Members of the WhittleCukes enjoy playing their ukuleles.

By Aleksandra Bliszczyk

A GROWING Whittlesea ukulele group is helping residents connect to their community and form new friendships under COVID-19 restrictions.

Since Melbourne restrictions limited indoor gatherings, the 22 members of WhittleCukes have met every Monday at 10.30am at the rotunda in J.W. Towt Park, Whittlesea, to play and sing together.

WhittleCukes founder and instructor Cathy Edwards organises the group’s weekly sessions via Zoom during lockdown.

“Many of them have been support to each other particularly during the COVID time,” she said.

“A lot of them have found that it’s been very relaxing, incredibly heart-warming and good for their souls to play and sing together, and of course playing an instrument is really good for your mind and coordination.”

Ms Edwards organises a second group in Bundoora and hopes to start a third.

The groups also gather with other musicians from across country and metropolitan Victoria in what is called a ‘muster’, where participants all play the ukulele together.

WhittleCukes play at Whittlesea’s J.W. Towt Park rotunda each Monday morning.

The biggest muster in Whittlesea welcomed almost 200 musicians.

Ms Edwards said the increased interest reflected a wider trend of growing ukulele popularity.

During lockdown in April, Australia saw a surge in musical instrument sales, with the ukulele becoming Australia’s most imported instrument, overtaking guitars by about a quarter.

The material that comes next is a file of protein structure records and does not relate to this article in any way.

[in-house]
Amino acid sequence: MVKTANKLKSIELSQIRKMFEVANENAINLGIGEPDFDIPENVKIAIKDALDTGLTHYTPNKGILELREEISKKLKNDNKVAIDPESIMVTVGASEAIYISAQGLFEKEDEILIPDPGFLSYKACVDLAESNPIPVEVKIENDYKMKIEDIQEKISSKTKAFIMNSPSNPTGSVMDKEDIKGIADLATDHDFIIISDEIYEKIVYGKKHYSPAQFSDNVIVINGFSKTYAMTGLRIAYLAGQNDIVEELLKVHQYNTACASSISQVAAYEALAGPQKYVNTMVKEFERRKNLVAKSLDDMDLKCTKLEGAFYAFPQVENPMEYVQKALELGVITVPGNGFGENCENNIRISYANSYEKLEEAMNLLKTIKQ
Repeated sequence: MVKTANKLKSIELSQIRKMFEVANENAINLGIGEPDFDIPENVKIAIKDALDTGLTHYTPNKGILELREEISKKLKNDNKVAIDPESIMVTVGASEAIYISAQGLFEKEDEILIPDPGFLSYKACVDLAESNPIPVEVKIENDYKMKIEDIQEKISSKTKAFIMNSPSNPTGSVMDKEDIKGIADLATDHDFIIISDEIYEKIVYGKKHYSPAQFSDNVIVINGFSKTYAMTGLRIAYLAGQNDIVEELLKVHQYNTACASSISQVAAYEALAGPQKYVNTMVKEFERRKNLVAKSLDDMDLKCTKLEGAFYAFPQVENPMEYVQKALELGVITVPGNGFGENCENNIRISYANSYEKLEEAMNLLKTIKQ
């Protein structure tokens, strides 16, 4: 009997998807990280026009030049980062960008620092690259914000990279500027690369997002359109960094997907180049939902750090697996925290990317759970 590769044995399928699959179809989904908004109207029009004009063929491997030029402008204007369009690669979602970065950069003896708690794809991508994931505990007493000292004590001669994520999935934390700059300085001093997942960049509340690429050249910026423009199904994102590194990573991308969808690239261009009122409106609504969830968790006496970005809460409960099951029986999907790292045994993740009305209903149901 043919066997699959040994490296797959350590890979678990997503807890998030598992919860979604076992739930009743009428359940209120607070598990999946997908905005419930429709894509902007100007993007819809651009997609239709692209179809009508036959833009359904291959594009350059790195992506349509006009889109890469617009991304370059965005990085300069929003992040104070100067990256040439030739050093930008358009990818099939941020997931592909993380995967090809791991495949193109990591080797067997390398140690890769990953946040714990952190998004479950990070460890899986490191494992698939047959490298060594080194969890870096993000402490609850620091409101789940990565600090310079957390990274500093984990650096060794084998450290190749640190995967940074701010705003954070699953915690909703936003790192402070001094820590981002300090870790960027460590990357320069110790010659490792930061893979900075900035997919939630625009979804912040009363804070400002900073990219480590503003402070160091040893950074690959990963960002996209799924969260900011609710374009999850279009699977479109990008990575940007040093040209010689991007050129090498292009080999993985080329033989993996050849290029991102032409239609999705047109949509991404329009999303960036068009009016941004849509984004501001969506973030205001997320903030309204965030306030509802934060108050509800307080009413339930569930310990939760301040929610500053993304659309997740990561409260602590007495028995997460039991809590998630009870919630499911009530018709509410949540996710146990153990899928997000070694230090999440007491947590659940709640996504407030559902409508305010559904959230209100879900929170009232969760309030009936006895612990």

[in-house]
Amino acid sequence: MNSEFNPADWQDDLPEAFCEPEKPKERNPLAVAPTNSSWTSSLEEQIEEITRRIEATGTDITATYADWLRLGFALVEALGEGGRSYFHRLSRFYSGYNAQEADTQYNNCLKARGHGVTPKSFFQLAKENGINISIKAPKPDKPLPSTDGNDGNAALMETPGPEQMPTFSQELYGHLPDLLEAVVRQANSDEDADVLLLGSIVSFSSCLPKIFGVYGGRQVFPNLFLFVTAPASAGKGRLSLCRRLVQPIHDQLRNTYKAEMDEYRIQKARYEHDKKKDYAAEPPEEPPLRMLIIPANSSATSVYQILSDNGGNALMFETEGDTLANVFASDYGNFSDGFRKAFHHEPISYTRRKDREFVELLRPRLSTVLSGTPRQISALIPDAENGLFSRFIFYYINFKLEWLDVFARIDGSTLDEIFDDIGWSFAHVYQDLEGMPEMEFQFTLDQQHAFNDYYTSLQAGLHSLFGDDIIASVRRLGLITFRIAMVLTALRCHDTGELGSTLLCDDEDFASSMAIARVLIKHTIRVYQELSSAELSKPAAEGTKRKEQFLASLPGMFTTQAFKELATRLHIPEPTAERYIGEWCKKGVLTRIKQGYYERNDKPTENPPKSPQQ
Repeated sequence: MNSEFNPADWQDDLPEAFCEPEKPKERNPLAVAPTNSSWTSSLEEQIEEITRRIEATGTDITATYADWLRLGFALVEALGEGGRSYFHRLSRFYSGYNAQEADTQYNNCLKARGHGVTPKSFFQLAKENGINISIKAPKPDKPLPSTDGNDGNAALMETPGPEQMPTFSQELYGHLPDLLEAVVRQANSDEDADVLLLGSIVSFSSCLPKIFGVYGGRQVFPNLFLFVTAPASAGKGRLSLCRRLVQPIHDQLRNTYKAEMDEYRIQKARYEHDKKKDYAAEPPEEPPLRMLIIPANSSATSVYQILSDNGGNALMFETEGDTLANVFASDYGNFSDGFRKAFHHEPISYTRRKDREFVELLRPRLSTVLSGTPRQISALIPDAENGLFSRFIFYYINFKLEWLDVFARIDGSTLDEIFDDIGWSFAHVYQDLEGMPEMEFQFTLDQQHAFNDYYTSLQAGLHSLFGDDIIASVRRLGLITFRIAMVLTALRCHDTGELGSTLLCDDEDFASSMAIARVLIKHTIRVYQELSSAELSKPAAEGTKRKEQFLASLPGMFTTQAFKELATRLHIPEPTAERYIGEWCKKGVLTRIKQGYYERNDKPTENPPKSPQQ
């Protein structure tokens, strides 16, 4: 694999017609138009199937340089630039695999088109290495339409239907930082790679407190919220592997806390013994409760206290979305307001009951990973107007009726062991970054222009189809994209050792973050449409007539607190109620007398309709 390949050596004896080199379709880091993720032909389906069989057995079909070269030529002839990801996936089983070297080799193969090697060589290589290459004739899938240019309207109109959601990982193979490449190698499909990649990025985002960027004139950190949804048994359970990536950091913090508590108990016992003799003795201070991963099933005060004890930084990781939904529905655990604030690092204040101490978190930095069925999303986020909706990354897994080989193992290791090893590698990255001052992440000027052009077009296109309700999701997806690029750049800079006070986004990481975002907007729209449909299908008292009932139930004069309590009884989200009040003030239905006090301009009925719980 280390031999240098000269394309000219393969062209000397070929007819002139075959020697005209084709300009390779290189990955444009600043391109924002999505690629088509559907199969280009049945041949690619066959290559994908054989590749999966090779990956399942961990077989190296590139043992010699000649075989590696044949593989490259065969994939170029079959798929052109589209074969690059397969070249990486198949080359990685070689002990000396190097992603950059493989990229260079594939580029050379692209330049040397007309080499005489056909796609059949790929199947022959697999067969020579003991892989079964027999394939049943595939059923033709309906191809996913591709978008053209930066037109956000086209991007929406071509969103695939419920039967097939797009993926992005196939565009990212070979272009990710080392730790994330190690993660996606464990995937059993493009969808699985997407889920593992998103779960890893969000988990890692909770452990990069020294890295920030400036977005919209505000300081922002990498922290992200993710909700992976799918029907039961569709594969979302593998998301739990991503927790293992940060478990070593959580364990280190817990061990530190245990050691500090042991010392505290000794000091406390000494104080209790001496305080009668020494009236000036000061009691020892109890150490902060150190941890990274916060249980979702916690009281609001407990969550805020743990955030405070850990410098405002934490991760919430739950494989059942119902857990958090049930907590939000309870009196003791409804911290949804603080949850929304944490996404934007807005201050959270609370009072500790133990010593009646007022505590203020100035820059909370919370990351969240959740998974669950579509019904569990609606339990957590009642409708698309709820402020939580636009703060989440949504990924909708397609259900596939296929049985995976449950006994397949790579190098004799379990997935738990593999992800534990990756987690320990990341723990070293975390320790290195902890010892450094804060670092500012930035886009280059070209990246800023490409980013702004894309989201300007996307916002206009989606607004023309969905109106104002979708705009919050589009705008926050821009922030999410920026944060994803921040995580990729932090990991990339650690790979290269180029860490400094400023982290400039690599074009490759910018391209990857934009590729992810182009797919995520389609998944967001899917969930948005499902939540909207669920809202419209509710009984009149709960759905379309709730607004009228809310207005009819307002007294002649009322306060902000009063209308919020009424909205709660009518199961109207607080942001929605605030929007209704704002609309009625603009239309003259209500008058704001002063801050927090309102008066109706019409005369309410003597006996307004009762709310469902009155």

“The ukulele is very easy to play so you don’t have to have prior skill,” Ms Edwards said.

“I would say there’s four strings and you’ve got four fingers so it’s simple and very affordable.”

Ms Edwards, who owns seven ukuleles, said people could buy a good ukulele for about $40.

Playing a musical instrument has also been shown to have dramatic long-term benefits for people aged 60 and older, boosting memory and cognitive functions including verbal fluency and the speed at which they’re able to process information.

“I think everybody should play ukulele. I’ve run choirs and music groups for years and I think this is the most beneficial to retired people,” she said.

“The first lesson you can play a song, so there’s not many instruments you can do that.”

Ms Edwards said anyone was welcome to wander past and listen to the group play at the rotunda on Monday mornings. She’s also taking expressions of interest for new members on 0450 679 870.